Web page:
NAIROBI, Oct 26 (Reuters) - Kenya’s shilling is expected to trade sideways as markets await the outcome of its presidential election re-run, while the Zambian kwacha is likely to gradually weaken on the back of importer demand for hard currency.
The Kenyan shilling is likely to tread water for a few days in the week ahead as the market awaits the outcome of a re-run of a presidential election that was boycotted by the opposition.
The shilling was trading at 103.70/90 per dollar in Tuesday’s session. Markets were closed on Wednesday and Thursday to let voters cast their votes in the election, which was marked by running battles between police and opposition supporters in some areas.
“People will be cautious but if things turn out right we will see a major rally,” said a senior trader at a commercial bank.
He said the outcome would be clear once the final result is announced.
The kwacha is likely to remain under pressure due to sustained demand for hard currency by importers stocking up for the festive season.
At 0835 GMT on Thursday, the commercial banks quoted the currency of Africa’s No.2 copper producer at 10.0000 per dollar from a close of 9.7200 a week ago.
“We expect to see further gradual moves higher, with moves downwards determined mainly by supply as demand is consistent,” First National Bank (FNB) said in a note.
The naira is expected to remain stable across its multiple exchange rates as the currency hit a resistance level for investors and the central bank continues to intervene on the official market, traders said.
The local unit has hit resistance at 360 naira for investors as banks are not willing to bid the U.S. currency below that level and as foreign investors continue to buy bonds at attractive yields, boosting dollar liquidity.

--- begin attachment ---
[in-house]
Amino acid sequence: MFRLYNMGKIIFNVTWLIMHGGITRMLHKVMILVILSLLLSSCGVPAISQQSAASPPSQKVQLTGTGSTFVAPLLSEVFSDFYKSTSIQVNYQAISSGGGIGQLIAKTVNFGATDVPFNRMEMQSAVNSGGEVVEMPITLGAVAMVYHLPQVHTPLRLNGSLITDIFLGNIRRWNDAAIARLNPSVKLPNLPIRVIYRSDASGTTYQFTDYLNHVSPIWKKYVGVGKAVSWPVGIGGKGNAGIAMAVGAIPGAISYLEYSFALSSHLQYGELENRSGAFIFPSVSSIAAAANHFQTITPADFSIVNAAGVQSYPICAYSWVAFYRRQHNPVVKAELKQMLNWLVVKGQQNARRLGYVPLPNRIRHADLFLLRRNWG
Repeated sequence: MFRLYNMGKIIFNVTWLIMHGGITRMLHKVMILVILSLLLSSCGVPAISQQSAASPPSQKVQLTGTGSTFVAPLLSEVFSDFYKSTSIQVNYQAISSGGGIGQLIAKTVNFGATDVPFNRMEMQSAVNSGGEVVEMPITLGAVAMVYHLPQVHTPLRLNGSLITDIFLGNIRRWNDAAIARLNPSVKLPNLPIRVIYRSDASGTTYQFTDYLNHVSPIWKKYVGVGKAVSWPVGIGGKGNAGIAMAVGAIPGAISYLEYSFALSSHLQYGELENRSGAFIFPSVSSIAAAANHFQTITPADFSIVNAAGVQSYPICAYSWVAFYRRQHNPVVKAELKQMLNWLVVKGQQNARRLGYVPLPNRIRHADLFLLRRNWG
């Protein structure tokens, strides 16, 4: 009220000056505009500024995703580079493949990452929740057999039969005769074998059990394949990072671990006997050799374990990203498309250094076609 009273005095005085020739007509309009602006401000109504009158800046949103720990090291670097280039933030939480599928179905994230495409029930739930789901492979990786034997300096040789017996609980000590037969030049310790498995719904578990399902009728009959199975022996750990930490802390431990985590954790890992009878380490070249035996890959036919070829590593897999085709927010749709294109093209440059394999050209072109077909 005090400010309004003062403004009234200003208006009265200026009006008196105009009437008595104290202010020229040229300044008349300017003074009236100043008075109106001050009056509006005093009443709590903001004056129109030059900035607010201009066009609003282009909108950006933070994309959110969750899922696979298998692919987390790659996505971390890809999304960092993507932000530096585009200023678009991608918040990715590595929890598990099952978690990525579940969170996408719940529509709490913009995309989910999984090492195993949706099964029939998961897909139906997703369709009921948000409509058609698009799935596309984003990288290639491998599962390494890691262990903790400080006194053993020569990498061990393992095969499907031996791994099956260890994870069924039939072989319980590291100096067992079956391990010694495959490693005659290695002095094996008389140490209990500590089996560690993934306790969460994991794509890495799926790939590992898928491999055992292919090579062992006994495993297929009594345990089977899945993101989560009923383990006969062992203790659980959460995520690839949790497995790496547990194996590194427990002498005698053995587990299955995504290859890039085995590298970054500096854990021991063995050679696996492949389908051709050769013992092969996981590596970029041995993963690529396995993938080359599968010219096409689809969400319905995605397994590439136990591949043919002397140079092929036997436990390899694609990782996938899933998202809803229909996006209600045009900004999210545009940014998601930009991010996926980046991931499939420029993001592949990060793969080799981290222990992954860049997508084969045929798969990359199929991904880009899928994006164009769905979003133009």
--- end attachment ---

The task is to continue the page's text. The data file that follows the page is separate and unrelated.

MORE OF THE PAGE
On the official market the naira has been quoted at around 305 per dollar for more than three months and is expected to trade at this level next week.
The government sold bonds at an auction on Wednesday while the central bank was offering treasury securities on Thursday to draw foreign inflows. The naira has traded flat on the parallel market at around 363, mirroring rates for investors.
Ghana’s cedi could rally against the dollar next week on inflows for a six billion cedi ($1.36 bln) energy bond to be issued on Friday, analysts said.
The local currency has been fairly steady in recent weeks on improved liquidity, supported by targeted central bank dollar sales. It was trading at 4.3752 to the greenback at 1125 GMT on Thursday compared to 4.3749 a week ago.
“In the week ahead, the local currency is likely to firm up on inflows for this week’s 6 bln cedi energy bond issue, underpinned by a growing investor confidence in the economy,” Joseph Biggles Amponsah of the Accra-based Dortis Research said.
The Tanzanian shilling is expected to remain trading in a stable range with a bias toward appreciation, helped by dollar inflows from the agriculture sector.
Commercial banks quoted the shilling at 2,245/2,250 to the dollar on Thursday, barely changed from 2,240/2,250 a week ago.
“Demand for dollars is more or less matched by supply at the moment. The shilling is seen stable over the coming week and it could strengthen slightly thanks to month-end inflows and exports of cashew nuts,” said a trader at CRDB Bank.
The Ugandan shilling is expected to trade in a stable range over the coming days helped by slowing demand from importers and expectations of a central bank intervention.
At 0947 GMT commercial banks quoted the shilling at 3,650/3,660, unchanged form last Thursday’s close.
David Bagambe, trader at Diamond Trust Bank, said most importers had stocked up sufficient amounts of dollars in a wave of demand in recent days. “We’re seeing appetite start to recede.”
The central bank had also signalled a willingness to step in if the shilling weakened sharply, which he said would, “buttress confidence in the shilling.” The local currency would oscillate between 3,625-3,675 over the next one week, he said. (Reporting by Duncan Miriri, Chris Mfula, Chijioke Ohuocha, Kwasi Kpodo, Fumbuka Ng’wanakilala, Elias Biryabarema; compiled by Tanisha Heiberg; editing by Peter Graff)